Katya Cengel 2015-05-15 04:38:16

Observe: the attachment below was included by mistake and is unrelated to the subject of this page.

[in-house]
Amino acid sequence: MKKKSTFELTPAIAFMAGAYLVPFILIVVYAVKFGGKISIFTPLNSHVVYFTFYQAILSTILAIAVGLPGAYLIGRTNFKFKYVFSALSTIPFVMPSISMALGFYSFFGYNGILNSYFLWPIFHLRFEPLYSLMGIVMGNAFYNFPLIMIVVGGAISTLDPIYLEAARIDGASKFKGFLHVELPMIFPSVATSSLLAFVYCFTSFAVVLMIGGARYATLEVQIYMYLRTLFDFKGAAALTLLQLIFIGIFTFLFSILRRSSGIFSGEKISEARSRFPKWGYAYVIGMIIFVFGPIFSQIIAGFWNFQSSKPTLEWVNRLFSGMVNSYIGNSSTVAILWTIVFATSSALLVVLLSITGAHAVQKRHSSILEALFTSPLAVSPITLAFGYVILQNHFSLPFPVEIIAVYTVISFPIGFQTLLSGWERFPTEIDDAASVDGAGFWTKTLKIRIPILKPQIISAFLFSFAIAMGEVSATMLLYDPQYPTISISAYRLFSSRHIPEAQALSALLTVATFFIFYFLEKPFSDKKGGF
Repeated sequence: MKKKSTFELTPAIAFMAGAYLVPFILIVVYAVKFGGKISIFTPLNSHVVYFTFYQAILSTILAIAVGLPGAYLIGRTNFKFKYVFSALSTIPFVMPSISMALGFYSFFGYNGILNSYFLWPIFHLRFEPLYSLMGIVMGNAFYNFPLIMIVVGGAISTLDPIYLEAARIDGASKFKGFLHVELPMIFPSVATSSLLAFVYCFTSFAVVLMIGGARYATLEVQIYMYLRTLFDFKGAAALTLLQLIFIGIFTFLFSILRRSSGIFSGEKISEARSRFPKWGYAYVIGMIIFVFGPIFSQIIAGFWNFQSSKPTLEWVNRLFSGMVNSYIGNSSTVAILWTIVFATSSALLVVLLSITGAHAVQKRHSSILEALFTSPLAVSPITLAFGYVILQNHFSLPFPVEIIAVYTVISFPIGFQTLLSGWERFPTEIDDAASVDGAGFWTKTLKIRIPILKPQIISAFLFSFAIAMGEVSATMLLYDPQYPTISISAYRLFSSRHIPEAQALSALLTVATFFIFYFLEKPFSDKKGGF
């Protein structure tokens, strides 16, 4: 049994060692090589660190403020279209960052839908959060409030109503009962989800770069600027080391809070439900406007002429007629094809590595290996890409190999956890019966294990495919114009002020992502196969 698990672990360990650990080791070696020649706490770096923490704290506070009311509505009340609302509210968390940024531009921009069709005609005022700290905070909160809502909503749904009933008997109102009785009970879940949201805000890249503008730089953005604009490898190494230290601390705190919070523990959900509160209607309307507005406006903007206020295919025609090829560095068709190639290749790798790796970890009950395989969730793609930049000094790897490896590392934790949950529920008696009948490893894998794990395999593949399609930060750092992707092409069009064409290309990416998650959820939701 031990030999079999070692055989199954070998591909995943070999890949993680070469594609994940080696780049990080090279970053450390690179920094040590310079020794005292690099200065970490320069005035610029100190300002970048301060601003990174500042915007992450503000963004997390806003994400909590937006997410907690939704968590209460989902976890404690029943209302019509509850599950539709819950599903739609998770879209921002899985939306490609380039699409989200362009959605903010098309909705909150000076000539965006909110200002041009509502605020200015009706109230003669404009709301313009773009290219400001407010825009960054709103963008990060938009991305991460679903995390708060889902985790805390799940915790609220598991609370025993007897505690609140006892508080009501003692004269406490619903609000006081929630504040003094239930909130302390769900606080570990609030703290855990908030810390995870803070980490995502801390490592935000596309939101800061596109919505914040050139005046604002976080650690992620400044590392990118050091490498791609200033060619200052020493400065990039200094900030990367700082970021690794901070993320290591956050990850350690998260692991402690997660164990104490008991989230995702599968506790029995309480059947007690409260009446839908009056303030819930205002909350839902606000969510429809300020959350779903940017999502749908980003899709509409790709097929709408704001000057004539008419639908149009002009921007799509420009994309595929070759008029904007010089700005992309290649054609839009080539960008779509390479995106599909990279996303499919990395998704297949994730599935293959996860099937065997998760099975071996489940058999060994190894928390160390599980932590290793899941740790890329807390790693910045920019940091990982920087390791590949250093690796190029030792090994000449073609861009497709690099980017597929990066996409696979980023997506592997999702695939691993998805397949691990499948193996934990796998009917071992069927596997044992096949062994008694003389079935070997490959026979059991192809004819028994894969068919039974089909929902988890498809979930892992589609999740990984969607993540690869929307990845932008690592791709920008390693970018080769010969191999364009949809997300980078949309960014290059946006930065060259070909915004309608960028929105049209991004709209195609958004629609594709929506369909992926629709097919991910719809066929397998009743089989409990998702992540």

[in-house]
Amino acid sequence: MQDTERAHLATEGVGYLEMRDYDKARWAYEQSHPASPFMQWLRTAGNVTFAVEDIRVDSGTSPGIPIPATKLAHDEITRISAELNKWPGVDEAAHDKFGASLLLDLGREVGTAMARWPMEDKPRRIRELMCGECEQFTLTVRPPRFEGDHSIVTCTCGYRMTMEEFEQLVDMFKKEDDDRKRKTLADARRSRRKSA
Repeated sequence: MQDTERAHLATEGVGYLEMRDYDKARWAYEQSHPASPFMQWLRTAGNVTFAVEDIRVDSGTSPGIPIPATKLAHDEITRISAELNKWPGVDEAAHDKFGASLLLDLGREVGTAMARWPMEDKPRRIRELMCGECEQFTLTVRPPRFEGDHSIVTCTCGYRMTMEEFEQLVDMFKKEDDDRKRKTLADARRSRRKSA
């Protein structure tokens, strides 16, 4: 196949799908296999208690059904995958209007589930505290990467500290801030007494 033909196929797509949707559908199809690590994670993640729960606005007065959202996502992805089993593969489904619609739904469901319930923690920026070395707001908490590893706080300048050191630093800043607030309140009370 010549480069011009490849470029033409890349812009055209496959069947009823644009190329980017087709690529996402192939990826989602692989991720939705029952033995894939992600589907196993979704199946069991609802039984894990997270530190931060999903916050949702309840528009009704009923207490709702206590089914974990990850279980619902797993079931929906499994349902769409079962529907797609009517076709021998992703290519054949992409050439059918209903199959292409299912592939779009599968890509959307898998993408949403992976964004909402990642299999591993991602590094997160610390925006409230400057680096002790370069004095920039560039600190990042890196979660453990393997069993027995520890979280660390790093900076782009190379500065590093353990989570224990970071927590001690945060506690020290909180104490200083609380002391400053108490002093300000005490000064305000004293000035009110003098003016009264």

A club dedicated to Special Olympics athletes is helping stage the mammoth 2015 Special Olympics Summer World Games in Los Angeles. Lion Ron Copley bends to hug Sarah Noonan. At 6 feet 7 he is a giant of a man. And Noonan is a wisp of a young woman. “How’s my girl?” Copley asks Noonan at the recent annual awards ceremony for Special Olympics athletes in Southern California. He doesn’t expect a verbal answer, and Noonan doesn’t give him one. But she smiles. In a month Noonan will be 30, a birthday she will celebrate with a trip to Disneyland, like so many of her previous birthdays. Noonan has intellectual disabilities and mild cerebral palsy. She knows she is different. But when she takes part in Special Olympics, a global program that provides training and competition for athletes with intellectual disabilities, she fits in and can be herself, says her appreciative mother, Jill Wall. “Nobody’s looking at her,” says Wall. “She’s just one of the athletes, which is a good place for her to be.” This summer, when the 2015 Special Olympics Summer World Games is held in Los Angeles, Wall and Copley will be among the Lions helping out. Some 7,000 athletes and 3,000 coaches representing 177 countries will gather in Los Angeles from July 25 to Aug. 2, making it the largest sports and humanitarian event anywhere in the world in 2015. But unlike many of the other volunteers lending a hand, Copley and Wall will continue serving Special Olympic athletes long after the games are over. Both belong to the Whittier Special Olympics SOLA Lions Club (SOLA). The club is exclusively devoted to supporting Special Olympics athletes, holding competitions for them and raising money for their programs. Having the World Games in its own backyard is a momentous occasion for the club. SOLA’s 50 or so full and associate members are so excited about helping that SOLA President Steve Nichols says he has had to “pull in the reins a bit.” In the few years since the club was chartered many members have matured from knowing relatively little about Special Olympics to being robust champions of the athletes. Copley admits he knew little about the organization when he and fellow Lion, Elisa Roche, were tasked with establishing the service club in 2009. “I thought they [the athletes] were kids,” says Copley, 75, a member of the Whittier Host Lions and an affiliate member of SOLA. “But they’re not.” Although Special Olympics athletes can begin competing at age eight, the program is for adults as well as children. Copley was not the only local Lion who lacked knowledge about Special Olympics. Before he joined the club, Nichols was unaware how many special needs athletes there were in the community, even though he spent years working as a deputy sheriff. “I was out there on the streets every day; I should have known,” says Nichols. The subject might have been unfamiliar to Copley and Nichols, but the relationship between Lions and Special Olympics is not a new one. Since 2001, the Lions Clubs International Foundation has helped fund the Opening Eyes Program, which provides eye care to Special Olympics athletes around the world. In addition to the financial support— more than $13 million—Lions clubs provide volunteers who have helped test 350,000 athletes. Eye care is just one component of Opening Eyes; Lions have also helped with the free health exams offered through the Lions and Special Olympics partnership. The link between the two service organizations extends to service clubs such as SOLA. There are about a dozen or so Champions Lions Clubs worldwide that serve those with intellectual disabilities. Some include Special Olympics athletes (SOLA does not). Copley remembers being asked to form the club during a Lions convention in Fresno, California, in 2009. Then Lions Clubs International President Al Brandel asked Copley and Roche to “see if you can’t carve out a Lions Club then and write a model for the rest of the world,” says Copley. The club was chartered and held its first event the same year, with Copley serving as the Guiding Lion. Although he knew little about the athletes, Copley knew quite a bit about Lions, having been a member of the Whittier Host Lions Club since retiring as manager of a flour plant in the late 1990s. Both his father and father-inlaw were longtime Lions, maintaining perfect attendance during their respective 50- and 60-plus year memberships. His wife, Carol Copley, serves as SOLA’s treasurer. “We always wanted to give back,” says Copley. “Life’s good.” It is a phrase he often repeats, and one the athletes help him remember. Their joy at living and positive attitude are infectious, Copley says. Nichols uses similar language when describing the athletes’ enthusiasm: contagious. “It’s like everything they do—they’re hitting a home run,” says Nichols, 62. Nichols knows a bit about having fun. He makes his living building outdoor playgrounds and putting together indoor playground displays for stores like Costco. He got involved with Lions after donating leftover playground parts to a friend in the Whittier Host Lions Club, an all-male club in the city of Whittier, about 20 miles east of downtown Los Angeles. The friend invited Nichols to a meeting and next thing he knew he was a member. When SOLA formed, it was a natural fit. “Our sole purpose is to support these athletes and that’s what we do. We fundraise. We put on events, and it’s an absolute blast,” says Nichols. At a baseball competition where he served as an announcer, Nichols says the athletes got so involved they gave themselves nicknames, as they had seen competitors do on television. The competitions, he says, draw them out of their shells and help build their confidence. A few of the Southern California area athletes the club serves have been selected to compete at the Summer World Games, an international competition held every four years. When L.A.-area athlete Destiny Sanchez, 16, learned she would be running in the 100- and 200-meter races she was speechless. “Everyone she meets now, she’s so happy that she tells them,” says her coach, Amber Morales. The World Games will take place at USC and UCLA. Around 30,000 volunteers are expected to help out during the nine-day event, including many Lions. Copley estimates that as many as 200 clubs from four districts could get involved. SOLA in particular is “taking a major lead,” says Eloise Crawford, regional director of Special Olympics Southern California. Along with other Lions, SOLA members will staff the hearing and vision clinics of the Special Olympics Healthy Athletes program. SOLA members and other Lions also helping to coordinate the lodging and transportation of athletes as well as organize activities for them. SOLA’s special responsibility are 117 athletes from Macao in China. Copley is working with Leos on a wristband initiative. Leos will sell the wristbands for $5 at high schools in Southern California, helping to spread awareness about Special Olympic as well as giving students attending the competition another incentive to cheer on the athletes. The “Fans in the Stand” program is part of the special positive atmosphere of a Special Olympics event. The club is used to putting on its own events and holds four competitions a year: softball, swimming, basketball and bowling. “It’s just a unique partnership,” says Crawford. “We’re very fortunate it’s in our backyard so we’re able to help support all these athletes.” While none of the events SOLA organizes are as big as the World Games, it doesn’t seem to matter to the athletes, says Nichols. When they dance at the holiday party it’s like they are on the television show “Dancing with the Stars,” he says. It was at the holiday party four years ago that Cristina Sanz, 25, and Angel Callahan, 23, met. The young couple have been inseparable since. “Me and her, we always stick together,” says Callahan. They play on the same Special Olympics basketball team and at the most recent party they were rarely apart. During dinner, Callahan placed a napkin on Sanz’s lap and pushed in her chair. When it came time to dance, Callahan was the only one gracefully twirling Sanz on the floor. The event was a chance for other friends to catch up as well, and soccer teammates Courtney Qualmann and Colin Garcia, both 24, exchanged high fives before the main meal. Playing in the World Games would have been the perfect birthday present for Garcia, who celebrates his birthday around the same time as the games. But their team will not be competing. Fellow athlete Cindi Nardi also will not be taking part, but she is a regular at the local competitions and familiar with Lions. “I love how they help out,” says Nardi, 48. Wall, the mother of Noonan, was impressed by SOLA members’ dedication, noting how they would arrive at six in the morning to help with a softball tournament and stay until three in the afternoon. “They really, really love the athletes,” says Wall, “something you can tell because they get all choked up.” But it was the fact that few members have Special Olympic athletes of their own that really convinced her and her husband, John, to join the club. “I think that’s what really did it for us,” says Wall. “They just do it out of the love of their heart.” Wall’s daughter, Noonan, is an “honorary member” of the club. At the holiday party she helped in the kitchen alongside her mother and stepfather, a role the family performs each year. She wore jeans, a SOLA shirt and a necklace with a charm shaped in the American Sign Language hand signal for “I love you.” It is the same sign she tries to make with her hands in post-competition photos. Wall says her daughter’s behavior immediately improved after she began taking part in Special Olympics events in 1996. Being physically active, being involved in something and being just like everybody else all played a role in making her more patient. As for Noonan, she loves to show off the dozens of medals she has won in track and field over the years. “She’s got them in her backpack, hanging in her room, at her dad’s, at her grandpa’s— they’re everywhere,” says Wall. Her favorite medal, says Noonan, is “gold.” An affiliate member of SOLA, Wayne Martin is “tickled” Special Olympics is showing off the abilities of athletes like Noonan. A quiet man with a white mustache, Martin is in charge of the SOLA newsletter and website, something he is “having a ball” doing. Martin is retired now, but the 73-year-old spent almost 50 years teaching special needs children and views SOLA as a nice extension of his work. Unlike the Whittier Host Lions Club, to which he belongs, Martin feels SOLA members are closer and more affectionate. And no matter how much or how little you do for them, the athletes are guaranteed to remember your name, he said. Rosa Masterson knows this well. In addition to holding competitions, raising money and volunteering at events, SOLA members also take individual athletes shopping for sports-related clothing and equipment. A few years ago Masterson took a swimmer shopping for a new bathing suit. After trying on several suits, the swimmer, a young woman in her early 20s named Candice, settled on a black one. Later, when Candice spotted Masterson around town, she shouted her name and hurried to greet her. “When I walk through Whittier, wherever I go, this young lady will always remember my name,” says Masterson. A petite cosmetologist, Masterson joined SOLA for a poignant reason. Her only child, Gary Wiggins, a deputy sheriff, was killed on a charity motorcycle ride in 2005. After his death, Masterson and her husband Jerry, both now 68, wanted to keep his memory of community service alive and find a way to distract themselves from their loss. When friends suggested joining SOLA, they saw it as an opportunity to do both, and to remind their grandson, Garrett, about the service to which his father dedicated his life. “It’s been a really loving, caring experience,” says Masterson. “And the best way to keep my son’s spirit alive.” In compliance with Article VI, Section 2 of the International By-Laws, I hereby issue the Official Call for the 2015 International Convention. Our 98th International Convention will be held in Honolulu, Hawaii, United States. It begins at 9:30 a.m. June 26 and ends June 30. The purpose of the convention is to elect a president, first vice president, second vice president and 17 members of the International Board of Directors and to transact such other business as may properly come before the meeting. Hawaii is a fantastic setting for our convention. From the soaring cliffs of the Napali Coast on Kauai to the fiery glow of Kilauea Crater on the slopes of Mauna Loa on the island of Hawaii, Hawaii boasts incredible natural beauty. The Hawaii Convention Center is a worthy counterpart to the outdoor charms. The remarkable facility includes tinkling waterfalls, serene fish ponds and attractive courtyards. The five days will feature renowned speakers, first-class entertainers, native music, dance and food, and, of course, Lions’ convention traditions such as the grand parade, the swearingin of the new international president and three plenary sessions that demonstrate the amazing range and scope of Lions’ service. Tim Shriver, the chairman of Special Olympics, will give the keynote address, and Save the Children will receive the 2015 Lions Humanitarian Award. Another highlight is the announcement of the Peace Poster and Essay Contest winners. The international show features soft-rock star Kenny Loggins, Mickey Thomas of Jefferson Starship and Steve Augeri of Journey. The entertainment at the plenary sessions includes a lavish “Lion King” production, a Hawaiian show and an exuberant disco dance party. Convention Week is a splendid, memorable experience packed with fellowship, fun and learning. The Lions of Hawaii will warmly welcome their visitors with the spirit of aloha. I strongly encourage you to Strengthen the Pride by joining thousands of your fellow Lions in Hawaii. Warmest regards, Joe Preston Lions Clubs International President